1. Nuns autobiographies at age 22

Expression of positive emotions

2. Happy and less happy nuns living in same life circumstances through lifespan

How long do they live?

slide20

Longevity inThe Nun Study

Survival Rate at Age:8593

Most Cheerful Quartile 79% 52%

Least Cheerful 54% 18%

Danner, Snowdon, & Friesen

psychologists
Psychologists

Happy live about 5 years longer

(Sarah Pressman)

societal benefits of happiness
Societal Benefits of Happiness
  • Volunteering
  • Pro-peace attitudes
  • Cooperative attitudes
optimal happiness
Optimal Happiness

(Oishi, Diener, & Lucas, 2007)

Sometimes “8’s” achieve more

Some “negative” emotions are

functional and appropriate

example student discussion24
Example Student Discussion

When is it better not to be too happy? When are negative emotions beneficial?

3 some causes of happiness
3. Some Causes of Happiness?
  • Social relationships
  • Temperament/adaptation
  • Money
  • Society & Culture
  • Positive thinking styles
1 strong social relationships
1. Strong Social Relationships

Every single one of the happiest people we studied have good social relationships

inborn temperament
Inborn Temperament
  • Identical twins reared apart are much more similar in happiness than fraternal twins reared together
  • Heritability – 20 to 50 percent of individual differences in happiness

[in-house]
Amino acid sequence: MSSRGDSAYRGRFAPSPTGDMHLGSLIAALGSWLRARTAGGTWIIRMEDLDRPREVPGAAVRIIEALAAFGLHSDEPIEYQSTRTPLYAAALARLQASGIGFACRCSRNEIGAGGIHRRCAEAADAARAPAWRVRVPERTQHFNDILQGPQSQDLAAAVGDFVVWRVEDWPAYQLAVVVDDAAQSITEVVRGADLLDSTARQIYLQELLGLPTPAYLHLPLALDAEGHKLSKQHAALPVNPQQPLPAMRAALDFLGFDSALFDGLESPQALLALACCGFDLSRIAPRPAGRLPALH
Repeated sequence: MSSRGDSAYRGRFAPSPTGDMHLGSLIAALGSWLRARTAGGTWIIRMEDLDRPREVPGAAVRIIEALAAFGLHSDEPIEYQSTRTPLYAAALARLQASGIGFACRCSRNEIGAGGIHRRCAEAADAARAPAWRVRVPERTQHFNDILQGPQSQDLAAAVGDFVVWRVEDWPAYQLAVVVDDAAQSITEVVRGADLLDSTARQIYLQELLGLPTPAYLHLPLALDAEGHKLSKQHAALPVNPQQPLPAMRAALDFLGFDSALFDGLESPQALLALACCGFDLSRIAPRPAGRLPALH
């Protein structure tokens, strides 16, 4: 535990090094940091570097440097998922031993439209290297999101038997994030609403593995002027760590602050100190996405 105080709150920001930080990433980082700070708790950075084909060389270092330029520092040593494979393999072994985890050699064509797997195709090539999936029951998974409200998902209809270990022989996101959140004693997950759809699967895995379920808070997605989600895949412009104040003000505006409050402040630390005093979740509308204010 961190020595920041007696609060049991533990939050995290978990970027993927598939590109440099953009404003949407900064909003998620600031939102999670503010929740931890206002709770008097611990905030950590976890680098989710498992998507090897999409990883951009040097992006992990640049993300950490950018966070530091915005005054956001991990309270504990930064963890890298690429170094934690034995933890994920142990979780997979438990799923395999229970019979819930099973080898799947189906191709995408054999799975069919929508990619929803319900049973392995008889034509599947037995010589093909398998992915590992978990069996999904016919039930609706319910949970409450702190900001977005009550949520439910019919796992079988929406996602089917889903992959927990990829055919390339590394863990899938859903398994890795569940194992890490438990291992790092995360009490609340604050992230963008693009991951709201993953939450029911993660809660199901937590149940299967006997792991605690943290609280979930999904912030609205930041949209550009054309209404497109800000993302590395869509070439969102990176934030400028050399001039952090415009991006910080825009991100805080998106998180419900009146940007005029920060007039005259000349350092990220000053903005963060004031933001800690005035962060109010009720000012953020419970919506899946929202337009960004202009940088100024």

example student discussion34
Example Student Discussion

When can you change your level of happiness? When is inborn temperament dominant?

but caveats about money
But Caveats About Money!
  • Declining marginal utility
  • Toxicity of materialism
example student discussion37
Example Student Discussion

How much money is enough for happiness?

Can you have too much?

4 society influences our happiness
4. Society Influences our Happiness!

The individual bias in individualistic societies – happiness is within you only

life evaluation ladder
Denmark 8.0

Switzerland 7.5

Canada 7.4

United States 7.2

Togo 3.2

Sierra Leone 3.6

Zimbabwe 3.8

West Bank 4.7

Life Evaluation Ladder
5 cognition positive mental outlook
5. Cognition:Positive Mental Outlook
  • The habit of seeing the glass

half-full

  • Seeing opportunities, not

threats

  • Generally trusting and liking

oneself and others

cognition aim model
Cognition: AIM Model
  • Attention
  • Interpretation
  • Memory
basic cognition aim model
Basic Cognition: AIM Model
  • Attention
    • Gorilla basketball study (Simon)
  • Interpretation
    • “They saw a game”
  • Memory
    • Remembering vacation (Wirtz)
    • Remembering partner (Oishi)
positive cognition aim model
Positive Cognition: AIM Model
  • Attention
    • Seeing the positive & beauty
  • Interpretation
    • Not putting a negative spin on

too many things

  • Memory
    • Savoring rather than ruminating
example student discussion46
Example Student Discussion

When is happiness caused by your outlook and when is it due to what is objectively happening to you? When is each important?

student exercise
Student Exercise

Complete the Positive and Negative Thinking Scales (appendix), and score and discuss